Technology–is it beautiful?
The urge to make things
Managing Editor Liz Good and Photostylist Ann Swanson look at photos on Joe Coca's laptop as we shoot images for the Spring 2013 issue in Joe's backyard.
At a recent visit to the junior high classroom where I volunteer, the guide, Bekah, was discussing textiles and technology and asking the students to think about the technology that we use in our modern era. The students named a few pieces of technology along the lines of computers and phones but Bekah started talking about the origins of the word technology—how the roots, techno-, means the art or craft, and to craft is to make or create and -ology means skill. It was just enough of a shift to help the class start seeing that word in a different light.
I like to imagine human technology started when our ancient human ancestors picked up a stick and used it as a tool to dig up a root. At some point they took that stick and started using it to help twist fiber into yarn and then set up sticks to hold the yarns rigid so that they could interlace that yarn into woven cloth. We think of our ancient ancestors as discovering these things because they needed them to survive—and we all know that necessity is the mother of invention. But sometimes I wonder if the urge to create comes from something more fundamentally human, less of an animal instinct. Along with making things that are useful, we humans seem to have an urge to make things that are beautiful. Perhaps that's where the art comes into technology.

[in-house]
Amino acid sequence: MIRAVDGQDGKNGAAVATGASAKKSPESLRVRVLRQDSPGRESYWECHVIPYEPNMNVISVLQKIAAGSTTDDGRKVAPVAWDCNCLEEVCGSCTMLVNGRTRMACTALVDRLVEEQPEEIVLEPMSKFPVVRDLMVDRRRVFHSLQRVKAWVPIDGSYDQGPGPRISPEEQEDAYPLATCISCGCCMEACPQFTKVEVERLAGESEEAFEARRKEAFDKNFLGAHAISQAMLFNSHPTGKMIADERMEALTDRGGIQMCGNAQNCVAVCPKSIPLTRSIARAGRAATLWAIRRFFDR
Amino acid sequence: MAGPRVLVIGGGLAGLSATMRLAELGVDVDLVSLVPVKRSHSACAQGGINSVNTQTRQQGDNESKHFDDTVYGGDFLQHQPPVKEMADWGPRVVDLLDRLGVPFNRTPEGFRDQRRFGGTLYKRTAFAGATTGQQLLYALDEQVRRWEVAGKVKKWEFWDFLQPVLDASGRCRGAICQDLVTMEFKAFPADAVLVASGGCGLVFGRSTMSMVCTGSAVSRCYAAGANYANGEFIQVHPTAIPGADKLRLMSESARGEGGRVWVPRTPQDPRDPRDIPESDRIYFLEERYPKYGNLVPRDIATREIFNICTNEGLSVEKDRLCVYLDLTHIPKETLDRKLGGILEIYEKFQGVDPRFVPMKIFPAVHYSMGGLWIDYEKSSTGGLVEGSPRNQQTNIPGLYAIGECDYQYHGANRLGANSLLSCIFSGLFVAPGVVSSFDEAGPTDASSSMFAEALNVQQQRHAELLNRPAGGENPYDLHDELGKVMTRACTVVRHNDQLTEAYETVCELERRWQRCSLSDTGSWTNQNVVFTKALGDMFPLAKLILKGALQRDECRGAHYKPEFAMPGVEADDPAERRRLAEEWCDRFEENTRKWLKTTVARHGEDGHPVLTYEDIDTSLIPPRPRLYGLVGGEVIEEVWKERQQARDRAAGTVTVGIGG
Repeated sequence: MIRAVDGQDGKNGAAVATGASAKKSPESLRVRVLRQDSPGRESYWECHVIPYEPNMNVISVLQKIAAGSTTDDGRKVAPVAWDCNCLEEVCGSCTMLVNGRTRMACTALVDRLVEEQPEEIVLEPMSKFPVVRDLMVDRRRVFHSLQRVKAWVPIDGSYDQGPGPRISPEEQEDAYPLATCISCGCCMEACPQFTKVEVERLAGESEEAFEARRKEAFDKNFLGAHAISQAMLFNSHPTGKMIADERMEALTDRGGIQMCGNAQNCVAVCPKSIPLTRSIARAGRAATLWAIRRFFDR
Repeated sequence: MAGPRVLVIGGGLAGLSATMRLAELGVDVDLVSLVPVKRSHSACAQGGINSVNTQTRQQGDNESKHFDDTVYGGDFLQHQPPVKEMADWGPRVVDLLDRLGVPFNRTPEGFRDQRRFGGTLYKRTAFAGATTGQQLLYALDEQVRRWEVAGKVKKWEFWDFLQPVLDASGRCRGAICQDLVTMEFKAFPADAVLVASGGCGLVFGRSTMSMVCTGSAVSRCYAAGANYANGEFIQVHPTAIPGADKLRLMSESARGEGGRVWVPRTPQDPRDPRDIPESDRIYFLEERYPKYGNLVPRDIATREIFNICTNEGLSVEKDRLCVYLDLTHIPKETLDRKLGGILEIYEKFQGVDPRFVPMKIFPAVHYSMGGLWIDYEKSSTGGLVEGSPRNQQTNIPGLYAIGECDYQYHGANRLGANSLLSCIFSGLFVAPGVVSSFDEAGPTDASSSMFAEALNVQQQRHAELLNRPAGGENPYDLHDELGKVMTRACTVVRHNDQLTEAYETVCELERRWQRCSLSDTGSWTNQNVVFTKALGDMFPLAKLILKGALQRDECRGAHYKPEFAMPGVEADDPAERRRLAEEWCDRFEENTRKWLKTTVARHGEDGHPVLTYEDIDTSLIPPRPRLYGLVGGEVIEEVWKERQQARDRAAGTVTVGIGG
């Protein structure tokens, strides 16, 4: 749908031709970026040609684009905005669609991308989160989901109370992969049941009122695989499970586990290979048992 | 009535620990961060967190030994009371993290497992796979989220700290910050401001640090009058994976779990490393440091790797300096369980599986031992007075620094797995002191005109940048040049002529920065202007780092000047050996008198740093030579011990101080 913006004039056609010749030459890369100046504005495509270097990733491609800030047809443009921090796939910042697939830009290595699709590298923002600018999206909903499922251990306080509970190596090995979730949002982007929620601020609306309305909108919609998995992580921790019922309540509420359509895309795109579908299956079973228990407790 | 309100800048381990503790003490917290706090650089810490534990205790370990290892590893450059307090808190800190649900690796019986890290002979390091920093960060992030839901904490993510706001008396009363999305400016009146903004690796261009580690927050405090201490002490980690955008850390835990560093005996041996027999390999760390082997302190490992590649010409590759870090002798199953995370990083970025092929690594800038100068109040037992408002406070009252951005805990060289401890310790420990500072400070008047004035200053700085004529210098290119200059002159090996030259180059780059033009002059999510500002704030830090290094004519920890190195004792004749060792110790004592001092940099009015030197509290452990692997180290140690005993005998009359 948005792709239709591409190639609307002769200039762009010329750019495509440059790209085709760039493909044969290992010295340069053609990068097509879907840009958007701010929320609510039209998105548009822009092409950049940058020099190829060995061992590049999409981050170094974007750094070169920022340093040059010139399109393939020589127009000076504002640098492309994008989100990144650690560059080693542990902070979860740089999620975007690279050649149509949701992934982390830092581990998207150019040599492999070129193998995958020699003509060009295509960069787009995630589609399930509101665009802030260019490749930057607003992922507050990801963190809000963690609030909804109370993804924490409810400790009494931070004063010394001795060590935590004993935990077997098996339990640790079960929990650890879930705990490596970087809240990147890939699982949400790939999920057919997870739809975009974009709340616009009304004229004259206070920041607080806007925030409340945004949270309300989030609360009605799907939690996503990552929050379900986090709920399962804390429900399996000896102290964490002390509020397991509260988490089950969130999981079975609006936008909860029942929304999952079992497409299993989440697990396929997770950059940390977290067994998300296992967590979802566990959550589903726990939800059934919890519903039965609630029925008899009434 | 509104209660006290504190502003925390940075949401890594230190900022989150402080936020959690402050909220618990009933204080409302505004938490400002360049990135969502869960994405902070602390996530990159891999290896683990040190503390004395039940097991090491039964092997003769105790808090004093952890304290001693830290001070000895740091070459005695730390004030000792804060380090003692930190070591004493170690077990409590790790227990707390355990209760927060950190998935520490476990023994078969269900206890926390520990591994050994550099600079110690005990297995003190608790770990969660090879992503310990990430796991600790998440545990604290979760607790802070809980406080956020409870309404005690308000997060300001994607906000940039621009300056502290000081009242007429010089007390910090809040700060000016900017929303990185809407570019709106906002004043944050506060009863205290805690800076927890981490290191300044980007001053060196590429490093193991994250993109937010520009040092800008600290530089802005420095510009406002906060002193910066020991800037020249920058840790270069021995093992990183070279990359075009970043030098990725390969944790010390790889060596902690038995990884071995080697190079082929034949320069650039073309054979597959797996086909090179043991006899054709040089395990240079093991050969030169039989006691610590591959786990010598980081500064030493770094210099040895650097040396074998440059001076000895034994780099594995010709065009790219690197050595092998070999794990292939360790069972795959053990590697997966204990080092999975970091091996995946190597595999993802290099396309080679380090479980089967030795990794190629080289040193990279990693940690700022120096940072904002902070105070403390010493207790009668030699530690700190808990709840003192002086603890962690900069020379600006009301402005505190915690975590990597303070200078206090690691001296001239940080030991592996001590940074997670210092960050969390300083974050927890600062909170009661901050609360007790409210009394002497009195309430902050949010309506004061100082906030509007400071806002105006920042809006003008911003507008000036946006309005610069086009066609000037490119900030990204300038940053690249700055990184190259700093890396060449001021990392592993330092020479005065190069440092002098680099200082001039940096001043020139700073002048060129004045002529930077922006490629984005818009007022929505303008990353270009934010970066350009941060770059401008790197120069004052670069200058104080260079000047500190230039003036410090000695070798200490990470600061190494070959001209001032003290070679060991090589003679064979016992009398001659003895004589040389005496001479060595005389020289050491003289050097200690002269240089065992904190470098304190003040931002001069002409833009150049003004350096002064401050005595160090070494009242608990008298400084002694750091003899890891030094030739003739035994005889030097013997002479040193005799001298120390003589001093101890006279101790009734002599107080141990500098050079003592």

Photographer Joe Coca working his magic in downtown Fort Collins in front of Mama Told Me Sew while Designer Jason Reid sheds some light on the model.
A parent was visiting the classroom on the same day—she's an artist and a potter—and she was showing the kids how to press lace into the surface of the clay to make patterns. She was telling the students about how the first known clay pots show impressions of woven cloth on their surface—likely because early humans would have made baskets to gather food and at some point they started lining the baskets with clay to hold water. Perhaps one of those clay lined baskets fell into a fire, burning away the fabric, but leaving the hardened clay pot with a beautiful pattern of woven cloth etched on the surface.
All this led me to think about the technology that we use today—the computer that I'm composing this blog post on, to the smartphone I use to post photos of our current photoshoot to our Facebook page, to the electronic copies of Spin-Off magazine that make the magazine available long after the print copies have been sold out. Sure, some uses of technology are more beautiful than others—and I imagine that comes down to our choices. It is what we choose to do with technology that matters.
Walk in beauty,